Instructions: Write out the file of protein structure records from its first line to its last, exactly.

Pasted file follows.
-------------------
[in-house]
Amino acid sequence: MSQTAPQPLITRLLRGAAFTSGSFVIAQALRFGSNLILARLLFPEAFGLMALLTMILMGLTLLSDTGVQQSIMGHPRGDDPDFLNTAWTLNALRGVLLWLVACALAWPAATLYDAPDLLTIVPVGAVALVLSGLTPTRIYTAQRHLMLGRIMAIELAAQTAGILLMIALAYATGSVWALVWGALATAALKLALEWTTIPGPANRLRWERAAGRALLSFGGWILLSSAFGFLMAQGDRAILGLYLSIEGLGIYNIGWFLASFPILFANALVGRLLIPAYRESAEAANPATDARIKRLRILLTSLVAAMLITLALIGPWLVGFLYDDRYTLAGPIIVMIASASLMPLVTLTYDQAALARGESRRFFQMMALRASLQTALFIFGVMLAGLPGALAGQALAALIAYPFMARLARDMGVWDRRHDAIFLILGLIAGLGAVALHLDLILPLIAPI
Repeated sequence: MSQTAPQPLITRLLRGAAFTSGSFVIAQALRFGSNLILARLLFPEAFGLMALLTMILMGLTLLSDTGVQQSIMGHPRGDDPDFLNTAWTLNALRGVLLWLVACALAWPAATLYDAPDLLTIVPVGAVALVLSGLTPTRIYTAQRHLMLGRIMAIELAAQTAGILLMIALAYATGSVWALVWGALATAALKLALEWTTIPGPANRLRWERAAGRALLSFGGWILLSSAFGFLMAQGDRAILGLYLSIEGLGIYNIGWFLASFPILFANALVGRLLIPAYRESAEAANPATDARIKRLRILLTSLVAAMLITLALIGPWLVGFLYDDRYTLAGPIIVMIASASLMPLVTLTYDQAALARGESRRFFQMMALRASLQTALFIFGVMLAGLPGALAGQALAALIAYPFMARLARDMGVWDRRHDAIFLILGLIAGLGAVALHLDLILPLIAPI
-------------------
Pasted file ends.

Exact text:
[in-house]
Amino acid sequence: MSQTAPQPLITRLLRGAAFTSGSFVIAQALRFGSNLILARLLFPEAFGLMALLTMILMGLTLLSDTGVQQSIMGHPRGDDPDFLNTAWTLNALRGVLLWLVACALAWPAATLYDAPDLLTIVPVGAVALVLSGLTPTRIYTAQRHLMLGRIMAIELAAQTAGILLMIALAYATGSVWALVWGALATAALKLALEWTTIPGPANRLRWERAAGRALLSFGGWILLSSAFGFLMAQGDRAILGLYLSIEGLGIYNIGWFLASFPILFANALVGRLLIPAYRESAEAANPATDARIKRLRILLTSLVAAMLITLALIGPWLVGFLYDDRYTLAGPIIVMIASASLMPLVTLTYDQAALARGESRRFFQMMALRASLQTALFIFGVMLAGLPGALAGQALAALIAYPFMARLARDMGVWDRRHDAIFLILGLIAGLGAVALHLDLILPLIAPI
Repeated sequence: MSQTAPQPLITRLLRGAAFTSGSFVIAQALRFGSNLILARLLFPEAFGLMALLTMILMGLTLLSDTGVQQSIMGHPRGDDPDFLNTAWTLNALRGVLLWLVACALAWPAATLYDAPDLLTIVPVGAVALVLSGLTPTRIYTAQRHLMLGRIMAIELAAQTAGILLMIALAYATGSVWALVWGALATAALKLALEWTTIPGPANRLRWERAAGRALLSFGGWILLSSAFGFLMAQGDRAILGLYLSIEGLGIYNIGWFLASFPILFANALVGRLLIPAYRESAEAANPATDARIKRLRILLTSLVAAMLITLALIGPWLVGFLYDDRYTLAGPIIVMIASASLMPLVTLTYDQAALARGESRRFFQMMALRASLQTALFIFGVMLAGLPGALAGQALAALIAYPFMARLARDMGVWDRRHDAIFLILGLIAGLGAVALHLDLILPLIAPI